(Bloomberg Opinion) -- In the pre-coronavirus world, retailers big and small were in an arms race over free and fast delivery. In New York City, where I live, that meant you could get a range of items from toothpaste to batteries within 48 hours or less without paying an extra fee. Now, the wait for such items via my Amazon Prime account is nearly a week. And that’s actually a pretty good pace these days: Prime members are reportedly facing month-long delivery delays for some items as Amazon prioritizes getting household staples to those in need. And those staples are hard to find online, or come with big strings attached. Last week, Walmart.com offered me the option of paying $75 to get speedier delivery on a bottle of Zicam cold-remedy medicine that typically retails for about $10 to $15. The item is now out of stock.
Demand for essential items is skyrocketing as people hunker down in their homes, and many are turning to delivery services, straining networks that even after years of growth in e-commerce weren’t built for such astronomical spikes. With orders for things like thermometers and toilet paper getting canceled as inventory dries up, I’m less concerned these days about when my delivery shows up and just happy if it gets here at all. And there are, of course, much bigger concerns about the health and safety of the employees that make these deliveries possible. About 100 Amazon.com Inc. workers at a Staten Island, New York fulfillment center plan to go on strike at noon on Monday. They’re demanding the facility be closed for two weeks and sanitized amid the spread of the coronavirus and that workers continue to be paid. It remains unclear how long such coronavirus-related disruptions will linger, but expectations for daily life are already being reset. What if some of those changes stick?
Wary of another pandemic, people may be more vigilant about stockpiling essentials at home, to the point where it’s really not necessary to get a fresh pack of toilet paper delivered in two hours versus two days. For those who do want fast service, Amazon, Walmart Inc. and other retailers will eventually be able to start putting packages on people’s doorsteps at their previous pace as the flow of goods starts to normalize. But the perception of the value of that service seems to have changed. I don’t think I’ll take it for granted in the way that I did before. I might even be willing to pay for it. A 2019 report from the National Retail Federation found that 75% of consumers surveyed expected to get free delivery even if their order total was less than $50. Meeting those expectations eats into profit margins for retailers, and even when a fee is assessed, it’s usually well below what it actually costs to ship the package. And that's before you think about the cost of shipping it back. “Retailers Gave You Free Returns and You Ruined It,” was the title of a December 2019 story by Bloomberg News about how consumers were taking advantage of free-return policies by ordering a range of sizes or many more products than they ever intended on keeping. U.S. consumers were expected to send back $100 billion worth of goods purchased last holiday season, according to forecasts from retail technology company Optoro cited by the Financial Times. Retailers foot the bill for both the two-way logistics and the resulting pileups in inventory, some of which may be unsellable upon its return, but they seemed sort of stuck with this dynamic. While some outlets such as Urban Outfitters Inc.’s Anthropologie had started charging fees for returns by mail in an effort to incentivize customers to bring items back into a store to ease the logistical challenges, this was far from a widespread process.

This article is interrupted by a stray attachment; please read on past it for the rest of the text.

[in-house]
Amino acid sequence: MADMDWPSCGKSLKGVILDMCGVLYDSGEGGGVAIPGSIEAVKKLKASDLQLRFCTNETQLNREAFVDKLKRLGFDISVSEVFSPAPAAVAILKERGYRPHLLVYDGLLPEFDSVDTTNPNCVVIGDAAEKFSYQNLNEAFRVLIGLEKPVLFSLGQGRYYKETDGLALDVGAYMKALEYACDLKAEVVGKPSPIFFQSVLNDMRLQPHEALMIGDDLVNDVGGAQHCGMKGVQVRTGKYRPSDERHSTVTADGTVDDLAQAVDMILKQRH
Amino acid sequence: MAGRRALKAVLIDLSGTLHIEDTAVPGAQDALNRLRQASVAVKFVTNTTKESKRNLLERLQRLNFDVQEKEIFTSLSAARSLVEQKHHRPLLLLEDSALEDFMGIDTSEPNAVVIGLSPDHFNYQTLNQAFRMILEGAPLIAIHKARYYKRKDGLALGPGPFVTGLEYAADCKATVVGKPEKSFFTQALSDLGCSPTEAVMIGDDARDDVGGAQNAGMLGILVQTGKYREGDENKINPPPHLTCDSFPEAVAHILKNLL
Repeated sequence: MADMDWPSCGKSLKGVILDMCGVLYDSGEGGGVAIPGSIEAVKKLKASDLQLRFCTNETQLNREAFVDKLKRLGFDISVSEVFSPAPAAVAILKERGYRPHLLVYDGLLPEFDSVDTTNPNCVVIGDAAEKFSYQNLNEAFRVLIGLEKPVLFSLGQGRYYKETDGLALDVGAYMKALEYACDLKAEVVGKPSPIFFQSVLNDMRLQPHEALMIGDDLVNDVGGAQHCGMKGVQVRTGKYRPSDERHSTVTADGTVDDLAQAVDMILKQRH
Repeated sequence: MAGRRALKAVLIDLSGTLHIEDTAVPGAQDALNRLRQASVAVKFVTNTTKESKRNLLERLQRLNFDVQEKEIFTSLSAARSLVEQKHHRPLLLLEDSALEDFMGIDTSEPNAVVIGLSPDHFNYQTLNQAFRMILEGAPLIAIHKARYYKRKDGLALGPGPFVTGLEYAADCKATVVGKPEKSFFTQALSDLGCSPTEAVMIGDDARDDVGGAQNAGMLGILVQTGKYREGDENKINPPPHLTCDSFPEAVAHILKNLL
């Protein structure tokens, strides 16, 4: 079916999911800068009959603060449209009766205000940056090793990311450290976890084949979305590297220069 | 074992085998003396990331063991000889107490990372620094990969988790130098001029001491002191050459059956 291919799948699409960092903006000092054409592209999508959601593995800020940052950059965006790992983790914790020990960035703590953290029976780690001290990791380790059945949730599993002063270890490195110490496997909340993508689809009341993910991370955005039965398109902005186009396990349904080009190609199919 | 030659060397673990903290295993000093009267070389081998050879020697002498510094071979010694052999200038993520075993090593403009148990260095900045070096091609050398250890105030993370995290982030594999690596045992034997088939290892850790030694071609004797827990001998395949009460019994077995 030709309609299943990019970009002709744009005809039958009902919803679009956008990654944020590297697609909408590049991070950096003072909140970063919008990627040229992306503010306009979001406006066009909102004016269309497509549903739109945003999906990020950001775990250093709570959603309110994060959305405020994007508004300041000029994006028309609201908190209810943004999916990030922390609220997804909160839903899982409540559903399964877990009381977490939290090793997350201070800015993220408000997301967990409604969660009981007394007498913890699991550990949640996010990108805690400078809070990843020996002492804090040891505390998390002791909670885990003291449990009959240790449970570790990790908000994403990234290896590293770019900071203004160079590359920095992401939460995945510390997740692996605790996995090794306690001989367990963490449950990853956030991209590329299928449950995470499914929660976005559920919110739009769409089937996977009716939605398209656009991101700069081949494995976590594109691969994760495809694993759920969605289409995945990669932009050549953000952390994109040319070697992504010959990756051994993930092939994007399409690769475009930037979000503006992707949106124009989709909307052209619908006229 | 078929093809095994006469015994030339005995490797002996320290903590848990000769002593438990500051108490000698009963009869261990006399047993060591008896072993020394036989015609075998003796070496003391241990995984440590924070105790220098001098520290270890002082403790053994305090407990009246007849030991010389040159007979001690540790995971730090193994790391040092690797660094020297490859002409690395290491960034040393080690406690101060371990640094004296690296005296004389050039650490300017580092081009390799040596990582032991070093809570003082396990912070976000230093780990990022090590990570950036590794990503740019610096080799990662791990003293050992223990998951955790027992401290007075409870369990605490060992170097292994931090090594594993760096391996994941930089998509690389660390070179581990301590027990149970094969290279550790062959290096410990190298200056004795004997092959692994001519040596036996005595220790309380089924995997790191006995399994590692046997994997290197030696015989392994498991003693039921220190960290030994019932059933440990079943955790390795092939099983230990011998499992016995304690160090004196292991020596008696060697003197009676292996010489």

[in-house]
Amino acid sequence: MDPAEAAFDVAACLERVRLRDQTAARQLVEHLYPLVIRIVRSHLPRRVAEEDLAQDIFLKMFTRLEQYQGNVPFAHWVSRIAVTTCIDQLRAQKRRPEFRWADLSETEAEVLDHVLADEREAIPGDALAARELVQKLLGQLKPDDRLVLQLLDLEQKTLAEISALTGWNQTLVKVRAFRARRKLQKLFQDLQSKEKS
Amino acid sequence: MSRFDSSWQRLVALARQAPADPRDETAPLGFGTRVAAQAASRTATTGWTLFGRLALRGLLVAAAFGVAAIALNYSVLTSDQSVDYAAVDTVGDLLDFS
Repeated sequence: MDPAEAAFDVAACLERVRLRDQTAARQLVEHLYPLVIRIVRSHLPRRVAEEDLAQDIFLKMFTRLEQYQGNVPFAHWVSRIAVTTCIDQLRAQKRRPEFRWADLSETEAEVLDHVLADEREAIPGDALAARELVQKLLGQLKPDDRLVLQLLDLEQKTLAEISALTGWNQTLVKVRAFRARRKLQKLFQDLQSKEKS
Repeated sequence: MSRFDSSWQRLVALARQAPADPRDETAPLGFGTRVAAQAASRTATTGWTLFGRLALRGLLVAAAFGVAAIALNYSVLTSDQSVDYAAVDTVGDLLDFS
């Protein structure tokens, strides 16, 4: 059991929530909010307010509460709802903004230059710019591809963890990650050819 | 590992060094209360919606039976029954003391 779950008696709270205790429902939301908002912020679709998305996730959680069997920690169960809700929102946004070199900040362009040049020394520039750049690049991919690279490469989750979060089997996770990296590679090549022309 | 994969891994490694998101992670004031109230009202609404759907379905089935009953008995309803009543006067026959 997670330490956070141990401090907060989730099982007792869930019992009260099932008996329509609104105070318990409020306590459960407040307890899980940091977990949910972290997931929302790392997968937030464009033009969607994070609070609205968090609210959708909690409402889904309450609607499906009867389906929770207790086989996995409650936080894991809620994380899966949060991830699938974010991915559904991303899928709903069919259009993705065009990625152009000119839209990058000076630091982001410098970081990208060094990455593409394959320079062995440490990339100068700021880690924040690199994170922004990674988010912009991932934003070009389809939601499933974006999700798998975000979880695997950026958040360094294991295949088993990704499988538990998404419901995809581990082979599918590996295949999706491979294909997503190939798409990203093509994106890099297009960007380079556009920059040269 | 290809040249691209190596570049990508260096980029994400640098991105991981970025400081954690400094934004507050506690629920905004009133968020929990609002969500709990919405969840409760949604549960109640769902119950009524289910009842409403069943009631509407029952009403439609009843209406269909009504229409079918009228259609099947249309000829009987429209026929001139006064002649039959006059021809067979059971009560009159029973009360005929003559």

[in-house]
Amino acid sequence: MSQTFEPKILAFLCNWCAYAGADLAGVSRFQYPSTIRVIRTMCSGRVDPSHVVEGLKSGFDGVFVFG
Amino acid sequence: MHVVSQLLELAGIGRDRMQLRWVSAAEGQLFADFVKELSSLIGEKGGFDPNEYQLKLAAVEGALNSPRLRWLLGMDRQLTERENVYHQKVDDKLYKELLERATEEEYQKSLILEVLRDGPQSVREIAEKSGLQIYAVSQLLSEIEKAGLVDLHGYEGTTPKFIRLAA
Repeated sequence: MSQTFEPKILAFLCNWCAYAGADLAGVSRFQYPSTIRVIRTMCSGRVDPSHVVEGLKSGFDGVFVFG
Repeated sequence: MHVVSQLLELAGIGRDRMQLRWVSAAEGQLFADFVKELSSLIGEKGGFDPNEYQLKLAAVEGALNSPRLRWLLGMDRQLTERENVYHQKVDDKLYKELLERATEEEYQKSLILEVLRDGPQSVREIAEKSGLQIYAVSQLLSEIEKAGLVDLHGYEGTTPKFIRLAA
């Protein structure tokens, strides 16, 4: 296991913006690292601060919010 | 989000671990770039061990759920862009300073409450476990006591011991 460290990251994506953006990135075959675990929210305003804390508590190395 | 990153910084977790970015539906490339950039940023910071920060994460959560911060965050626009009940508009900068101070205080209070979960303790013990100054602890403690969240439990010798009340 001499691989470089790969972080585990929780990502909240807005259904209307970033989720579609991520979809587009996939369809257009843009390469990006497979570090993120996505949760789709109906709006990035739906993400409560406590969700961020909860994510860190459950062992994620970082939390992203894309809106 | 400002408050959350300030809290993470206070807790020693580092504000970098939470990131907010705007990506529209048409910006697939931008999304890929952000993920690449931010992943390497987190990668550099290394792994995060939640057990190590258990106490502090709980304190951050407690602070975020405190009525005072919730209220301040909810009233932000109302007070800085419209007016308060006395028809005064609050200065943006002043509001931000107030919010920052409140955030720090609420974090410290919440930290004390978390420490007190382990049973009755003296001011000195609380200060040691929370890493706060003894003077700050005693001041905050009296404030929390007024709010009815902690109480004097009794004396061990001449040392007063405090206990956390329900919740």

The whole history of e-commerce has been about making the process as easy for consumers as possible, and retailers weren’t keen to rock the boat. In a way, the coronavirus crisis has done that for them. While sales of food and other essential items are rising, less-vital retailers have been forced to shutter their stores and their e-commerce operations are fielding little interest for more discretionary products like clothing or home goods. As they dig themselves out of that hole, the margin squeeze from free delivery and free returns may matter in ways it hasn’t before. Maybe that means a small fee is assessed; maybe that means incentivizing customers to use a buy-online, pick-up-in-store model. If there was ever going to be a moment to adjust the expectations of the American consumer, this may be it.
This column does not necessarily reflect the opinion of Bloomberg LP and its owners.
Brooke Sutherland is a Bloomberg Opinion columnist covering deals and industrial companies. She previously wrote an M&A column for Bloomberg News.
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